Baby Friendly? What on earth does that mean? Wouldn’t any and all places to birth a baby be “baby friendly”?
To answer your question, there is a national authority on which birthing places are designated as baby friendly. This organization is the Baby Friendly Hospital Initiative (BFHI) and works in conjunction with UNICEF (United Nations Childrens Fund) and WHO (World Health Organization). A grant from U.S. Dept of Health and Human Services was given in 1992 to begin a work project to implement certain practices and develop criteria for the betterment of children’s health. BFHI encourages and recognizes facilities that offer optimal levels of care for infant feeding. The focus on infant feeding is in accord with WHO and UNICEF’s recommendations that breastfeeding is best for mother and baby and that is a rare instance when a mother cannot breastfeed her child for medical or physical reasons.
Why such emphasis placed on breastfeeding? Not only is it the best nutrition for your baby, it carries other benefits such as:
- Greater immunity from disease
- Decreased risk of breast cancer for the mother
- Decreased risk of osteoporosis for the mother
- Decreased hospitalization and pediatric visits for baby
- Decreased ear infections, diarrhea, and other preventable diseases in baby
- Environmental benefits
All of these translate into huge savings for families, the environment, and healthcare.
There is criteria of ten steps for a facility to be considered “Baby Friendly”. Some of the steps include providing information about breastfeeding, help mother initiate breastfeeding within one hour of birth, provide no substitute milk or pacifiers, encouraging rooming-in and breastfeeding on demand, establish breastfeeding support groups, and making sure all the staff have been trained for the ten steps outlined by the BFHI.
Why is it so important that all staff be trained for the ten steps of BFHI? Well, if you have ever given birth at a facility that is not Baby Friendly, you probably know the answer. Pressure is placed on new moms to supplement with formula, and sometimes formula, artificial nipples, and pacifiers are given to the new baby even when mom has firmly and unequivocally declined such measures. Routine staff changes could mean your baby is given a bottle of formula, or pacifier simply because a staff member didn’t pay attention to your decision to breastfeed.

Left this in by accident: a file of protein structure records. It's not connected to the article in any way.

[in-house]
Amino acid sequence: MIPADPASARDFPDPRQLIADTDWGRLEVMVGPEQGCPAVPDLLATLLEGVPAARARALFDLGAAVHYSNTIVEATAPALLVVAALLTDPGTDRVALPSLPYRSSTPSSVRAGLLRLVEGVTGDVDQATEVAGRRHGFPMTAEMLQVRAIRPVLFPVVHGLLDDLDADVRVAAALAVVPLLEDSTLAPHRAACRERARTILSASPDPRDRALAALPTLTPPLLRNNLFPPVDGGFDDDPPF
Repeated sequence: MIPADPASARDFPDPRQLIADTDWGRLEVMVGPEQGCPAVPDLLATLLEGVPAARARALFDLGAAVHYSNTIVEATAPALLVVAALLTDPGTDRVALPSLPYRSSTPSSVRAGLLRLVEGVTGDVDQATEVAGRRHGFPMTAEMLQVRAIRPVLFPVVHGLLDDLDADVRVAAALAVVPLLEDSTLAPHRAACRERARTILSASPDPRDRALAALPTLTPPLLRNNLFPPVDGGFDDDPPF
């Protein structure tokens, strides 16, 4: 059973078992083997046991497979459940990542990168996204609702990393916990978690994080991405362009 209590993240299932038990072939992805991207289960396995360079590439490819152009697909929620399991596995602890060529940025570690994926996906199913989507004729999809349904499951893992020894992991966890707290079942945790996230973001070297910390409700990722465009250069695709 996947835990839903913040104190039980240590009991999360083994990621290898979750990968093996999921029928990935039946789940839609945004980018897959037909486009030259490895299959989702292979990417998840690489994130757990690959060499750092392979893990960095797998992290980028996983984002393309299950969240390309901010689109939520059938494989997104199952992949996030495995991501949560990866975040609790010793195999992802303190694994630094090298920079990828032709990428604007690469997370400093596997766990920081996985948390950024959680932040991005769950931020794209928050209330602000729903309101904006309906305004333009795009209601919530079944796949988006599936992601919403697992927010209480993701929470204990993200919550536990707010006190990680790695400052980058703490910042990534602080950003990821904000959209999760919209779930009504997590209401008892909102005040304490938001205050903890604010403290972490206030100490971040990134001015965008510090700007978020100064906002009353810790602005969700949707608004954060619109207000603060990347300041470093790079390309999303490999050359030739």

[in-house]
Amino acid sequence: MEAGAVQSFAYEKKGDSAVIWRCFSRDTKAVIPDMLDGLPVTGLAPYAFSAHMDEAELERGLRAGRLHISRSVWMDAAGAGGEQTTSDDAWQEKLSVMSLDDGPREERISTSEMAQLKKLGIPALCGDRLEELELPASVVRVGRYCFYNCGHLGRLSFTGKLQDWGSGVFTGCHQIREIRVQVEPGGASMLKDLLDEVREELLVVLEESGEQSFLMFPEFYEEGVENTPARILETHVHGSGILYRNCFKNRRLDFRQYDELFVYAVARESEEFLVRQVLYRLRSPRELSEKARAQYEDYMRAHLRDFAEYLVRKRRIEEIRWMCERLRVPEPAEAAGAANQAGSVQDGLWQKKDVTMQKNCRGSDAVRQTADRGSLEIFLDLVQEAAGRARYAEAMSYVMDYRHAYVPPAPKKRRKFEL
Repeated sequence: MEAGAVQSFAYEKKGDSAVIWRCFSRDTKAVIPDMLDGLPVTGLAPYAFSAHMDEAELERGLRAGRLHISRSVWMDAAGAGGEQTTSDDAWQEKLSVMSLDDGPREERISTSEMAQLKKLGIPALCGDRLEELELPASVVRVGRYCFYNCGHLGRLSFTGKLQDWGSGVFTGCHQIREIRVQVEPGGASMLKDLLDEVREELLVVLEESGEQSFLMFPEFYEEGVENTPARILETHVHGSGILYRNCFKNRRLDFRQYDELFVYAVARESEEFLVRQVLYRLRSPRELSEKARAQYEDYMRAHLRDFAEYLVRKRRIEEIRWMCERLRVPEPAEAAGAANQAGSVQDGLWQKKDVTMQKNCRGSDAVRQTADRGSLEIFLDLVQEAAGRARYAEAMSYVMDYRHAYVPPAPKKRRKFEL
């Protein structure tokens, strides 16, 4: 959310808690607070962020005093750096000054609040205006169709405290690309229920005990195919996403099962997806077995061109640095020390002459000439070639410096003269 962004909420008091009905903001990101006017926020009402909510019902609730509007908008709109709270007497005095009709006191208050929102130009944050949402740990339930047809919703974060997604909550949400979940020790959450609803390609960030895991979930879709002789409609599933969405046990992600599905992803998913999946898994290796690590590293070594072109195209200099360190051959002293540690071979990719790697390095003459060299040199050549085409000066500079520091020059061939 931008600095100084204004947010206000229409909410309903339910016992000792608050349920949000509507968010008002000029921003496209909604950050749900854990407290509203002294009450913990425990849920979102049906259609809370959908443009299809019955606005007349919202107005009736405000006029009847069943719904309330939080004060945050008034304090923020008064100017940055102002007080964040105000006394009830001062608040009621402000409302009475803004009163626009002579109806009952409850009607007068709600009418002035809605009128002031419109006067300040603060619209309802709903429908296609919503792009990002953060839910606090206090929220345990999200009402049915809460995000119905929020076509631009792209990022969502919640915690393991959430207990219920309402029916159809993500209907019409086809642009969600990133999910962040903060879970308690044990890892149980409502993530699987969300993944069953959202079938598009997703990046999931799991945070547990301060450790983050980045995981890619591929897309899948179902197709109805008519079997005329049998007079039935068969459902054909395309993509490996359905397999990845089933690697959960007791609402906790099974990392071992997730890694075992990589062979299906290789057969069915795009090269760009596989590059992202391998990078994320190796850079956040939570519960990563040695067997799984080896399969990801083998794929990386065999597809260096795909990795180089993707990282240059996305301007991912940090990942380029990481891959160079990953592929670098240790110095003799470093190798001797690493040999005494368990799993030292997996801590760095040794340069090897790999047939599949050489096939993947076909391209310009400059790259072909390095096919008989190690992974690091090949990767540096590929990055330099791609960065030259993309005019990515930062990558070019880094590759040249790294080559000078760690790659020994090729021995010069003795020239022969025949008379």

Another important step required by BFHI is that new mothers be taught not only how to latch the baby on to breastfeed, but how to maintain lactation even if they are separated from their babies. This separation could be due to a medical condition on the part of the baby or mother, or for a planned return to work. New mothers must be educated on maintaining their milk supply and have information for resources to turn to if they need extra support or advice.
Additionally, BFHI facilities do not promote breast milk substitutes, commonly known as formula. They do not provide bottles, pamphlets, samples of formula or anything similar to new families. If formula is required due to a medical reason, BFHI facilities purchase formula for use in newborns.
How do you know if your facility is “Baby Friendly”? You can search for listed facilities by going here:
As of December 2009, there were 86 facilities listed in the U.S. Click on the other links provided at BFHI for more information on why breastfeeding is so important, the ten steps outlined to become BFHI certified, and information regarding BFHI increasing the health for mother and newborn.
Is your facility not listed? Call them and ask them why they are not promoting breastfeeding according to the ten steps of BFHI. Write them a letter or email outlining the benefits of becoming Baby Friendly. Print off the ten steps to becoming baby friendly and ask your midwife or ob/gyn if they follow these steps. Keep in mind that home birth midwives are not generally considered facilities and thus would not be listed on the BFHI website despite the fact home birth midwives promote breastfeeding according to BFHI principles.
As a doula and childbirth educator in Knoxville, TN, I feel very blessed to know there are two facilities listed nearby. One is the Lisa Ross Birth Center, in Knoxville, TN and the other is Women’s Wellness and Maternity Center in nearby Madisonville, TN.